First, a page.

Because franchisees are not given protected geographic territories, but instead lay claim to particular events, the duo worked hard to book events in and around Kalamazoo. “We did every event we could, to stake out those events as ours,” explains Suryan. He and Lieser were successful because they were willing to pick up the phone and make call-after-call to event organizers to negotiate space.

Starting from scratch in 2004, Suryan and Leiser made those calls, and soon had a full calendar. “We think of events in terms of dates,” Suryan explains. “From January 1st through September 30th, we had 450 dates using six carts. Each cart did about 75 dates.”

One secret to their success is mixing both indoor and outdoor events, so that despite any inclement weather, at least some of their carts will do well. And the selling season “doesn’t stop when the snow flies,” Suryan says. “We just go indoors—to wrestling tournaments, cheerleading competitions and gymnastics events.”

Suryan and Lieser and a team of six part-time employees—all “college kids”—staff the carts. When they need additional manpower, for things like huge sporting events, Suryan calls on church groups or high school booster organizations. These organizations provide volunteer workers in exchange for a percentage of the revenues generated at the event, paid to the organization they support. Access to these groups gives the company the flexibility to participate in additional events that come up, or to scale back staffing if an event’s attendance ends up lower than anticipated.

Flexibility of scheduling is one of the biggest advantages of becoming a Maui Wowi cart owner, Suryan says. Franchisee Jason Sorrells of Dallas, TX, echoes those sentiments, adding that the ability to move his cart if traffic patterns change is a major advantage of working with Maui Wowi.

imageSorrells started as a Maui Wowi franchisee with one cart in 2002, doing business as We Cater Paradise. He now has seven, staffed by two full-time employees and fifteen to twenty additional workers as needed.

Sorrells participates in 275 to 300 events a year, 90 percent of which occur Thursday through Sunday. “We do a lot of conventions, sports arenas, outdoor festivals, soccer matches and NASCAR events at the Texas Motor Speedway,” says Sorrells. However, he explains that the biggest events aren’t always the best events in terms of sales. “Sometimes the smaller ones are better” because there’s less competition from other vendors, he says.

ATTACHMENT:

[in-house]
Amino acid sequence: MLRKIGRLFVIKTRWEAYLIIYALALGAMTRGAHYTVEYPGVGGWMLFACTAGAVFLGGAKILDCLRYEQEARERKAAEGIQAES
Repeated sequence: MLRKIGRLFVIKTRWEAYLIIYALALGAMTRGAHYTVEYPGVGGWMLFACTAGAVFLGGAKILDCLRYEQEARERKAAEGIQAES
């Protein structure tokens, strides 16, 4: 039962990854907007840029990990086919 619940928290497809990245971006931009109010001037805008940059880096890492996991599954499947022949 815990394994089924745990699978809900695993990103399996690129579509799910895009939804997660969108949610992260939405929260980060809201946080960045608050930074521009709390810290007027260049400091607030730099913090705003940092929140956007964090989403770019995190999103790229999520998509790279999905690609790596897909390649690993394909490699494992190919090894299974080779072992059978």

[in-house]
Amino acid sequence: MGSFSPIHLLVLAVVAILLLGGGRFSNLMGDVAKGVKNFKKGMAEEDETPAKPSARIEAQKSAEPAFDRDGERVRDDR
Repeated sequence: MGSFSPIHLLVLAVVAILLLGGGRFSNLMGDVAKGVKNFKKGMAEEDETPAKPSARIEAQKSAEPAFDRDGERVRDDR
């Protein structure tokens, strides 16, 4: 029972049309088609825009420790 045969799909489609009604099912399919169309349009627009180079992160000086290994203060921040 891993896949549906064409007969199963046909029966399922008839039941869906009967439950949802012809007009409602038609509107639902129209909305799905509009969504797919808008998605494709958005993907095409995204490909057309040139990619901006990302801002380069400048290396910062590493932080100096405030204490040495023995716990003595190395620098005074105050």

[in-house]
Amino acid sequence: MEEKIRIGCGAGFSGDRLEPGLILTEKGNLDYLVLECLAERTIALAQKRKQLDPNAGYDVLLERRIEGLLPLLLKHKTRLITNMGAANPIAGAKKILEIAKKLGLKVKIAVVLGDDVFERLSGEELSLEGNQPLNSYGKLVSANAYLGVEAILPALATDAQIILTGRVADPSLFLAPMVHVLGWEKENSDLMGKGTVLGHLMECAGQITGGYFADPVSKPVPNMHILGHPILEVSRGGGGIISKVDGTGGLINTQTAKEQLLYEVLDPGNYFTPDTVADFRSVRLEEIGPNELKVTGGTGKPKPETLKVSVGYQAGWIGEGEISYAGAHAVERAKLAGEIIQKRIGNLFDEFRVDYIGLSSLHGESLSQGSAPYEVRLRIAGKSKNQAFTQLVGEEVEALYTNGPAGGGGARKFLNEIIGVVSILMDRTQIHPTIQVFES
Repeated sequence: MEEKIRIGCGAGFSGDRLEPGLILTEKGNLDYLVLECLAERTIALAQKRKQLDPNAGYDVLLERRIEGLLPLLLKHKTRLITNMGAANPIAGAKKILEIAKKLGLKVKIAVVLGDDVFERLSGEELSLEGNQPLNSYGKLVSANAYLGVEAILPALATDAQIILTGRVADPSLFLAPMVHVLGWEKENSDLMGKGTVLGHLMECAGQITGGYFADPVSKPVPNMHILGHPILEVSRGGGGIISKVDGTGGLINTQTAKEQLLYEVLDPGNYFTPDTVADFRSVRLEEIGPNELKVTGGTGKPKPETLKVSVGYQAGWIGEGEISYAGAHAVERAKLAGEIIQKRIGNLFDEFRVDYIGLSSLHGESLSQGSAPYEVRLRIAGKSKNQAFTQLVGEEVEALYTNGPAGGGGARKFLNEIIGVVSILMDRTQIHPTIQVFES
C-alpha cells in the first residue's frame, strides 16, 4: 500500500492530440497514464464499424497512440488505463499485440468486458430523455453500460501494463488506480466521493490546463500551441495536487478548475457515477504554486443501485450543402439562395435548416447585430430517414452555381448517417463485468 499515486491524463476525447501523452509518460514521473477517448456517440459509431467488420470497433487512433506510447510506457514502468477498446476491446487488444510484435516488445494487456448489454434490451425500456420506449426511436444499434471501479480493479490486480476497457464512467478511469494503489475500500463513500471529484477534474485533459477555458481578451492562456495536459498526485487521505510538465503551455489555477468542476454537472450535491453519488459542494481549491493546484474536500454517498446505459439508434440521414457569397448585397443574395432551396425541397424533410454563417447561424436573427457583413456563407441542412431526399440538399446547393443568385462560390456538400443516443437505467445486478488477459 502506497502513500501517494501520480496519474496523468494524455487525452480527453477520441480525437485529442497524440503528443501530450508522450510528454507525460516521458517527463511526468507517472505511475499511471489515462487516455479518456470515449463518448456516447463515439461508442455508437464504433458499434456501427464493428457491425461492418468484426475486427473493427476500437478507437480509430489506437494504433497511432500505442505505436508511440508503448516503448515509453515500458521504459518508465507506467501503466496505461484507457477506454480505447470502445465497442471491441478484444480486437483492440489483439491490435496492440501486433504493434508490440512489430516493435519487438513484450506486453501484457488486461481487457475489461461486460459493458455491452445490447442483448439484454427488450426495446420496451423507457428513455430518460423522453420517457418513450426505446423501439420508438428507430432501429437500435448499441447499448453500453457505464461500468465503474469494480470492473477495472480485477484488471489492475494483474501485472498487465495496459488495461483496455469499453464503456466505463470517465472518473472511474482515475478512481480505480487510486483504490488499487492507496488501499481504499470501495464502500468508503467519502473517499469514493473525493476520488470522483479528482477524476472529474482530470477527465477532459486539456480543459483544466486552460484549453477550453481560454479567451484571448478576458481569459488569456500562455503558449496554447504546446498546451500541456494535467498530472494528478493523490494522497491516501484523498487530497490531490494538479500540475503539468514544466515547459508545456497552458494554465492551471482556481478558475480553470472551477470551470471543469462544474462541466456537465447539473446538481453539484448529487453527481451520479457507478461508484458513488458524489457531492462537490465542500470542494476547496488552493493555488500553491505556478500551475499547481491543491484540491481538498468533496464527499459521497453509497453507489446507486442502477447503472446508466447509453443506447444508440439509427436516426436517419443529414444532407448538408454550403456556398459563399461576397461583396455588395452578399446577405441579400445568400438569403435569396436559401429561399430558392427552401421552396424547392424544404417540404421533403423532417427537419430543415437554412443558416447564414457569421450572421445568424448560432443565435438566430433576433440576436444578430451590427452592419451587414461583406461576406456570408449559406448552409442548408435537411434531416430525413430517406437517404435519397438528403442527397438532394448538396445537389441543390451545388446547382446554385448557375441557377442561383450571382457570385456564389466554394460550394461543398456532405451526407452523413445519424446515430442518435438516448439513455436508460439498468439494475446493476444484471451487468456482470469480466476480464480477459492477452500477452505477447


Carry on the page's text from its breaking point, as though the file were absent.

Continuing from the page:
Most event producers take a percentage of revenues generated, explains Sorrells, ranging from 15 to 20 percent for festivals and 30 to 40 percent for sports arenas. Although that may sound steep, he prefers shared-revenue arrangements to flat fees because the event organizer then has a vested interested in helping Maui Wowi succeed. “They’re essentially partnering with us,” says Sorrells. With year-over-year sales increasing at each venue, the strategy seems to be working.

“The cart is all about taking the mountain to Mohammed,” says Haith. “It’s about going where people gather.” Running a Maui Wowi business is more project-oriented than the typical retail location, he says. Maui Wowi’s focus is on booking events and working hard and fast for short bursts, versus running a traditional retail storefront, where day-to-day customer relationship-building is key. Haith says his best-selling event was the three-day Cherry Creek Arts Festival in Denver, when sales reached $85,000. A more typical day, he says, is $2,000 to $5,000 in sales.

Although Maui Wowi has received a number of notable honors, such as being named Entrepreneur magazine’s #1 “juice bar” franchise in 2005, and landing a spot on the coveted Inc. 500, many involved with Maui Wowi believe the company is just beginning to hit its stride.

In the next five to ten years, Haith envisions the company becoming a global organization with thousands of units in place, many of them company-owned. He also believes the Maui Wowi brand will be well recognized in a variety of countries, with legions of raving fans sipping tasty drinks. And since they’re already lining up, Maui Wowi will be ready with a hearty “Aloha!”

Marcia Layton Turner -- Turner writes frequently for business publications. Her work has appeared in Business Week, Business 2.0, MyBusiness and numerous trade magazines. She is also the author of Emeril! (John Wiley & Sons, 2004).